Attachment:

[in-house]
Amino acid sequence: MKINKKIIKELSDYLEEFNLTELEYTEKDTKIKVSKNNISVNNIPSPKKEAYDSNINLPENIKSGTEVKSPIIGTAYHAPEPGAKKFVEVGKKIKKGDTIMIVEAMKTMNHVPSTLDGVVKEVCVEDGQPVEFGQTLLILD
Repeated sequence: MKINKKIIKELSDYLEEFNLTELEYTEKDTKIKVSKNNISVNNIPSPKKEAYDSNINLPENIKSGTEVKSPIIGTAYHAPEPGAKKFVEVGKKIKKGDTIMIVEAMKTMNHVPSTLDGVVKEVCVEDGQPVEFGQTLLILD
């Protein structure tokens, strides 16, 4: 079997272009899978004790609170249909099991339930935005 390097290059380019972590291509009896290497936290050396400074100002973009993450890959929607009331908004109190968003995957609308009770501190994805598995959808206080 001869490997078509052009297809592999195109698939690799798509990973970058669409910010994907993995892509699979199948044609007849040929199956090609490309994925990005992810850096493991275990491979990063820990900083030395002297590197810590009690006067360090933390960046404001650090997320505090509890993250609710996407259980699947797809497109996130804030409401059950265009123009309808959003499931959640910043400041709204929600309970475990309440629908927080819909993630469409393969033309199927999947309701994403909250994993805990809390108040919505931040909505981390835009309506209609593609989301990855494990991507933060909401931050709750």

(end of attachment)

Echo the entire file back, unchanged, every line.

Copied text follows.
[in-house]
Amino acid sequence: MKINKKIIKELSDYLEEFNLTELEYTEKDTKIKVSKNNISVNNIPSPKKEAYDSNINLPENIKSGTEVKSPIIGTAYHAPEPGAKKFVEVGKKIKKGDTIMIVEAMKTMNHVPSTLDGVVKEVCVEDGQPVEFGQTLLILD
Repeated sequence: MKINKKIIKELSDYLEEFNLTELEYTEKDTKIKVSKNNISVNNIPSPKKEAYDSNINLPENIKSGTEVKSPIIGTAYHAPEPGAKKFVEVGKKIKKGDTIMIVEAMKTMNHVPSTLDGVVKEVCVEDGQPVEFGQTLLILD
């Protein structure tokens, strides 16, 4: 079997272009899978004790609170249909099991339930935005 390097290059380019972590291509009896290497936290050396400074100002973009993450890959929607009331908004109190968003995957609308009770501190994805598995959808206080 001869490997078509052009297809592999195109698939690799798509990973970058669409910010994907993995892509699979199948044609007849040929199956090609490309994925990005992810850096493991275990491979990063820990900083030395002297590197810590009690006067360090933390960046404001650090997320505090509890993250609710996407259980699947797809497109996130804030409401059950265009123009309808959003499931959640910043400041709204929600309970475990309440629908927080819909993630469409393969033309199927999947309701994403909250994993805990809390108040919505931040909505981390835009309506209609593609989301990855494990991507933060909401931050709750």